By 1995, the Lincoln Legal Papers project generated some 250,000 photocopied pages representing almost 100,000 documents, an enormous quantity of material that made traditional publication impractical; even if each document and its accompanying annotation filled only half a printed page, the results would have easily filled a hundred large volumes, creating a publication more than ten times the size of the original Collected Works. The directors of the project therefore planned to publish a selection of transcribed, annotated documents in the traditional multivolume printed format, as well as a comprehensive facsimile edition of all the documents, on microfilm. To the great relief of every researcher who ever spent hours squinting at a microfilm reader, the computer revolution overtook the project in 1994, when it was decided to publish the facsimile edition on CD-ROMs. Even these would have been awkward to use, as the complete edition would have required as many as twenty-four discs of data. In 1999, DVD technology was adopted, resulting in the far more convenient three-disc set that was published in 2000.
A Landmark Publication
The Law Practice of Abraham Lincoln: The Complete Documentary Edition thus became one of the first major documentary collections to appear in electronic format. It contains 96,386 documents totaling 206,294 pages, drawn from 5,669 court cases and other legal matters. Had this mass of material been published on paper or microfilm, the editors would have been forced to choose a single method of organizing the documents, arranging them by date (the traditional choice), by case or subject matter, by author, or in some other form.
By choosing an electronic format, the editors escaped the limitations of a single organizing principle. With the opportunity to employ multiple organizing strategies, however, came the responsibility of choosing wisely among the many possibilities, and offering the researcher a manageable number of useful choices. Here the editors of the Lincoln Legal Papers did a superb job not only in making Lincoln's documents available, but in taking advantage of the possibilities inherent in electronic publishing to make them easily accessible, even for the novice computer user.
For that hypothetical novice, the 18-page manual provides a nonthreatening introduction to the program, as well as a simple and straightforward set of installation instructions. For those using the program in a library, where the manual may not be available, all of the manual's contents are online in the Reference section, which gives a more detailed introduction to the Lincoln Legal Papers project. In addition to explaining its carefully defined scope, its editorial guidelines, and the user's options for searching for documents, the Reference section contains substantial historical content in the form of narrative and statistical descriptions of Lincoln's law practice, a glossary of legal terms, biographic sketches of 199 historical figures, a set of maps and illustrations, an introduction to nineteenth-century pleading and practice, an outline of the Illinois court system, an extensive bibliography, and such useful historical tools as a table converting the value of money in any period from 1809 to 1990 into its 1999 equivalent.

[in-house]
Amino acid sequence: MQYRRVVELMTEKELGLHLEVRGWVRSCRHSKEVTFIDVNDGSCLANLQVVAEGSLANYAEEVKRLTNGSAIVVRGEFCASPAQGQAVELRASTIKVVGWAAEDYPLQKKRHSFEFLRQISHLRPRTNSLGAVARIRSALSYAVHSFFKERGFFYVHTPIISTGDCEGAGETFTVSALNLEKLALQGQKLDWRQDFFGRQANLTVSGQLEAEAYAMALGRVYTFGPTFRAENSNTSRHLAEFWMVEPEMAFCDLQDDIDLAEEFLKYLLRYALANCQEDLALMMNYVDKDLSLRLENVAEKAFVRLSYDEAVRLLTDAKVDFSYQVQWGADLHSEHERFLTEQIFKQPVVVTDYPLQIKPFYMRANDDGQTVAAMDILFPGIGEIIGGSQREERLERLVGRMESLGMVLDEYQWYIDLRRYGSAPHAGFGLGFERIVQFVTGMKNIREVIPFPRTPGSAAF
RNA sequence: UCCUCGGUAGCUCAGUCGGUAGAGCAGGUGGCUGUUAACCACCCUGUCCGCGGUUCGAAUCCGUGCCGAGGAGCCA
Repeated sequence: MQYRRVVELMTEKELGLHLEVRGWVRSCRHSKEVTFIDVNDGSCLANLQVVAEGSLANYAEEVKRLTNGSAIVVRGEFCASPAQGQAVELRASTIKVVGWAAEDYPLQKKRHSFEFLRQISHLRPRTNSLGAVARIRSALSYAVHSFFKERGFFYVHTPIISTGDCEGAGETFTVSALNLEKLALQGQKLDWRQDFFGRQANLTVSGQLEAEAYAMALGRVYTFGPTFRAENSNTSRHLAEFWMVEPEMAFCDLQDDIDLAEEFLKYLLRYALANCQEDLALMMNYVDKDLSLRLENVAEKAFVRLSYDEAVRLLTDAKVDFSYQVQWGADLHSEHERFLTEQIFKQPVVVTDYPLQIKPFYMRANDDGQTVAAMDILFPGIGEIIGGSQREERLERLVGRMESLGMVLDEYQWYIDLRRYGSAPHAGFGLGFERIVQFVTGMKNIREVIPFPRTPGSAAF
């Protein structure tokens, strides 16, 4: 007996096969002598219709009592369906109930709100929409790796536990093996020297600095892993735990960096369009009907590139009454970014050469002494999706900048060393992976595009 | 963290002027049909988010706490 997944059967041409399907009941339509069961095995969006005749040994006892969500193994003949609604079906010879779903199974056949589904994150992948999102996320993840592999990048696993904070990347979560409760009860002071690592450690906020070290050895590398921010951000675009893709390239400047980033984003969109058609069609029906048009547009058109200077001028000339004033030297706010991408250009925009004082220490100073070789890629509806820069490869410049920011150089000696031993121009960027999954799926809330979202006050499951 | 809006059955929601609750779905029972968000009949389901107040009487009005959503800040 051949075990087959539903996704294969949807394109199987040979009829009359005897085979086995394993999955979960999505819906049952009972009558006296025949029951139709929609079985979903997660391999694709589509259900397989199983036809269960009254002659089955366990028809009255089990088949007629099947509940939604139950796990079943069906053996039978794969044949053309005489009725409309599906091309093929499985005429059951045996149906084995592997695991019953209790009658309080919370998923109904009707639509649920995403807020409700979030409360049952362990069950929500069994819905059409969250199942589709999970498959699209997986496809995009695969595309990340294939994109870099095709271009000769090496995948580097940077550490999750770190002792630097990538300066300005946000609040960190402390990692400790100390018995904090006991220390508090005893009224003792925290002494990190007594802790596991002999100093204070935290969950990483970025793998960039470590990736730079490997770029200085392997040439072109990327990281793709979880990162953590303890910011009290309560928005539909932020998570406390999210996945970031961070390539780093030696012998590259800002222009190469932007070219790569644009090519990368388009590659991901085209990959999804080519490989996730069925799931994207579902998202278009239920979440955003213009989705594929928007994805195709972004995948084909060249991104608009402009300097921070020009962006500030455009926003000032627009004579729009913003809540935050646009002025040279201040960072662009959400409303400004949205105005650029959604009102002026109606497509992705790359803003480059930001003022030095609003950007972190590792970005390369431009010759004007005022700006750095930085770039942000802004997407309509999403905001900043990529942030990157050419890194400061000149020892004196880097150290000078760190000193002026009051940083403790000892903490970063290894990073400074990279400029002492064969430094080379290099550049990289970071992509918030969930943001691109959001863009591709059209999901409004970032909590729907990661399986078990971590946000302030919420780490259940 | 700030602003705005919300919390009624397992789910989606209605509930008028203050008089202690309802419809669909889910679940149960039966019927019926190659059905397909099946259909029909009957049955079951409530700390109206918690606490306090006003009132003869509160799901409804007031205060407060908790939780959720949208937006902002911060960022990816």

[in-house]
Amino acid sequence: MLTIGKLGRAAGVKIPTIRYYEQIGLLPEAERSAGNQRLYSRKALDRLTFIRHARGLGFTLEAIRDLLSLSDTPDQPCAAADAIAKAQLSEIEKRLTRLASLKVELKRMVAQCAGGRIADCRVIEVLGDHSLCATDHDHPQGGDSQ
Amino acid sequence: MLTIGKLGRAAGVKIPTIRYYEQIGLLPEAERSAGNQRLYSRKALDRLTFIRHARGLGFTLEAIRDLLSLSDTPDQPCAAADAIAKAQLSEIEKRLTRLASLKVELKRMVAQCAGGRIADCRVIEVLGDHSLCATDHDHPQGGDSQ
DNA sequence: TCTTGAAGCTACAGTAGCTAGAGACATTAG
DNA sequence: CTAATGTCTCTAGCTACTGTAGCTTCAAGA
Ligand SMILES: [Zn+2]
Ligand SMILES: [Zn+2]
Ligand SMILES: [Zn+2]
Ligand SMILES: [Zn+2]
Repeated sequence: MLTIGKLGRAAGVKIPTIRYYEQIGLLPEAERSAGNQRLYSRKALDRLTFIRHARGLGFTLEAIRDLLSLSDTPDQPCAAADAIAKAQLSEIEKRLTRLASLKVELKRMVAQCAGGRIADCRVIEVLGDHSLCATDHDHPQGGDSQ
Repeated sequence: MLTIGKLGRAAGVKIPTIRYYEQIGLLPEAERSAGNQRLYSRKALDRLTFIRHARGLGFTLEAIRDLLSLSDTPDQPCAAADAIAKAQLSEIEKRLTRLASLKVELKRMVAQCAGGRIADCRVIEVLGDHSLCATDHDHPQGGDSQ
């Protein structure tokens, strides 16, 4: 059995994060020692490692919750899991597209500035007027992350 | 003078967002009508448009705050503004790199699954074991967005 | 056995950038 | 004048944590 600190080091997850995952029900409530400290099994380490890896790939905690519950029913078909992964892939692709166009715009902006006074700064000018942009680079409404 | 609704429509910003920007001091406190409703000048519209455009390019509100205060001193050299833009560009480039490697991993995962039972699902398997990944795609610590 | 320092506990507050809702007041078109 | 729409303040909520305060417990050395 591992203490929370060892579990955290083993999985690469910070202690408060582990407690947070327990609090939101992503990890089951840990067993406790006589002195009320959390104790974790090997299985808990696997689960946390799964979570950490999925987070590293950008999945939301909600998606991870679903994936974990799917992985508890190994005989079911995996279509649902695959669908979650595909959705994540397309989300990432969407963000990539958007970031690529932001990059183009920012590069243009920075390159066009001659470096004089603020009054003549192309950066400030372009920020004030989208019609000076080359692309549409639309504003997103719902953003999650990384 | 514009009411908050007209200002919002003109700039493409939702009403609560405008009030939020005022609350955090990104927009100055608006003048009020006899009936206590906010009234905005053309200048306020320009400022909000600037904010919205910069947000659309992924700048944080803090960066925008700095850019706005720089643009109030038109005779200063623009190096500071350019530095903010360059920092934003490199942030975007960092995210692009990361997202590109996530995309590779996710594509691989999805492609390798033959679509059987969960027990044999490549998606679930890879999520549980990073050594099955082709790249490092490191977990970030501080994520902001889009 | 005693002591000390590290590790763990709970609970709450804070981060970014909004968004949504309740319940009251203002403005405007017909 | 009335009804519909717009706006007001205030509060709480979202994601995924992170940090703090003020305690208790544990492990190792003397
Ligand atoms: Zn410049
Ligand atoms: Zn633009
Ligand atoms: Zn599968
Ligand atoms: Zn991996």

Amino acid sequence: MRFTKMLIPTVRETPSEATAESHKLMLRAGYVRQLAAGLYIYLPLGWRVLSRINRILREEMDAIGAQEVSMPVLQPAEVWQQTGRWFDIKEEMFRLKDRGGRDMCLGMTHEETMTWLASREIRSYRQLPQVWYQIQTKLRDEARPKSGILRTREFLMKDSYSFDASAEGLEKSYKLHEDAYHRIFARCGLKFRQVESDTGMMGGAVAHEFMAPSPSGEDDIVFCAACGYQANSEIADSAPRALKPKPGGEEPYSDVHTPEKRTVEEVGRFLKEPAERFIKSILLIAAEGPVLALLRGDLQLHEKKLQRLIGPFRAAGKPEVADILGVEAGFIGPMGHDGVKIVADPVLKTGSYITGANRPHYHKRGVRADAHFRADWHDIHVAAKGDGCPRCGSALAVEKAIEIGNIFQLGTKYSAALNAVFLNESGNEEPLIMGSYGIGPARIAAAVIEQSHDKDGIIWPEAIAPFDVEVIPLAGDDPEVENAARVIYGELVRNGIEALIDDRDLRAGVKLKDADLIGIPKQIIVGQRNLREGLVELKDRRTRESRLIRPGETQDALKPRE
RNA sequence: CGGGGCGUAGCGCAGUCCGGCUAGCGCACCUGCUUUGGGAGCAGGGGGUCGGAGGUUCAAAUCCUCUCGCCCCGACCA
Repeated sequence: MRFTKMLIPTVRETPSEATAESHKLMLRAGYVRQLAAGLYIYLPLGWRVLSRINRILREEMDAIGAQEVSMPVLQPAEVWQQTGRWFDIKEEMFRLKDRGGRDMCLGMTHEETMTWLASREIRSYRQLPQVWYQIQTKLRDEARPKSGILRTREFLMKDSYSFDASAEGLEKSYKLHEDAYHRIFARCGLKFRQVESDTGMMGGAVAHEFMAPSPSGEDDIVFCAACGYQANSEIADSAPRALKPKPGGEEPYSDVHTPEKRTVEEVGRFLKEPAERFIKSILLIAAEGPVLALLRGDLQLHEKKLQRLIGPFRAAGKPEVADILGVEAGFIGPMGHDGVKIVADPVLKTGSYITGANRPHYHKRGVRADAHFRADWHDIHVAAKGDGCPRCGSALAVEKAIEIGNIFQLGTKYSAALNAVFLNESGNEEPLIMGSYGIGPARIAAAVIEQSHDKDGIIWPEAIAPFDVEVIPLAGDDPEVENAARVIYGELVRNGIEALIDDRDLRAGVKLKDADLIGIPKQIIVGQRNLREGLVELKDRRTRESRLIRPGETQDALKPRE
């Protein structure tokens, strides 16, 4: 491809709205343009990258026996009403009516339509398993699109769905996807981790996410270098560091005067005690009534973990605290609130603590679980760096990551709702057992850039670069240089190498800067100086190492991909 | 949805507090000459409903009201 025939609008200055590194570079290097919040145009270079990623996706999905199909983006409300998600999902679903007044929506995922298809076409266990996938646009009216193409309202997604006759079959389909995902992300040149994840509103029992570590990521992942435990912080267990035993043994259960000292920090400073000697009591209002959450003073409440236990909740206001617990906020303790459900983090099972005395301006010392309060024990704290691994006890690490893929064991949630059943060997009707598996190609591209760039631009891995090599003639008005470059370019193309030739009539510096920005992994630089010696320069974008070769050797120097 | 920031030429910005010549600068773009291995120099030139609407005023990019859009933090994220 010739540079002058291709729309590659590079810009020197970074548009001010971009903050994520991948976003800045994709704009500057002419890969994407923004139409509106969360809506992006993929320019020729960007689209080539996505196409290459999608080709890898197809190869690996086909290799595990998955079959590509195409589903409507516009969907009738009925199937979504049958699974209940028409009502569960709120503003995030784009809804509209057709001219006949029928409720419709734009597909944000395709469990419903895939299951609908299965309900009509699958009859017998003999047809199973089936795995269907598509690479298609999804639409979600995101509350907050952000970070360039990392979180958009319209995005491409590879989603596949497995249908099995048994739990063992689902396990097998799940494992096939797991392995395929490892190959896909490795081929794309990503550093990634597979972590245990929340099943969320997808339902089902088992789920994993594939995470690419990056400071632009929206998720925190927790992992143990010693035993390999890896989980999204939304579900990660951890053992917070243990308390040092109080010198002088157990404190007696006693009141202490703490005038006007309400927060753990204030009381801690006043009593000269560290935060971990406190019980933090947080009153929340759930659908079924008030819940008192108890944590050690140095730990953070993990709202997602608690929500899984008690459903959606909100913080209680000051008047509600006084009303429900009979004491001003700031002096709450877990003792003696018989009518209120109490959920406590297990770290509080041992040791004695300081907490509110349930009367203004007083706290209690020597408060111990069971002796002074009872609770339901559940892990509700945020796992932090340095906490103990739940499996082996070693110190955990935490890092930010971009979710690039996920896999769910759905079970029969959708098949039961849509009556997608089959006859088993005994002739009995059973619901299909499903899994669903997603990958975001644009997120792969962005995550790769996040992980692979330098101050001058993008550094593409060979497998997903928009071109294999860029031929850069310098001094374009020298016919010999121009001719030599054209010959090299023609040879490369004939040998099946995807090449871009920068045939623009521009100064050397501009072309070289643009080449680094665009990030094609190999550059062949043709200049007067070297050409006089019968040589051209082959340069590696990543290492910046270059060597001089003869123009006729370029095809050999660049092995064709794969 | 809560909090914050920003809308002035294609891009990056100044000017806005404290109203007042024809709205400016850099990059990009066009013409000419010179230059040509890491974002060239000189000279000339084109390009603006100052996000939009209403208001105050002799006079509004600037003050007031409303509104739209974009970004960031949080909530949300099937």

The most impressive aspect of the publication, besides its sheer size, is the efficiency of its search tools. There are four search screens from which to choose: General (the most useful); Type of Work; Document; and Direct. The General search allows selection from a menu of subject headings, some of which have subheadings as well. A search for cases dealing with "African Americans," for example, can be further narrowed to "Free Blacks" or "Slaves and Slavery." Additional search fields on the General search page include starting and ending dates, and case participants and their roles. Using Boolean operators AND, OR, and NOT, it is possible to search, for example, for all of Lincoln's cases from 1846 to 1850 involving free blacks in which he was a defense attorney, but which did not involve Billy Herndon (there aren't any). If the restriction against Herndon is removed, one finds the case of Crowder v. Collier & Collier, in which Lincoln and Herndon defended Nancy Collier, "A free woman of colour," against a mortgage foreclosure and reached a settlement. The Type of Work screen allows searches by case name, court name, type, and jurisdiction, and by any one of 163 kinds of legal action, from bankruptcy to manslaughter to "trespass quare clausum fregit" (which, the glossary explains, means "that the defendant damaged the plaintiff's real property by wrongfully entering within the boundaries of the plaintiff's property"). The Document screen includes fields for the type of document, author, and signer, while the Direct screen allows searches by the unique ID number assigned to each document, for those who already know exactly what they are looking for.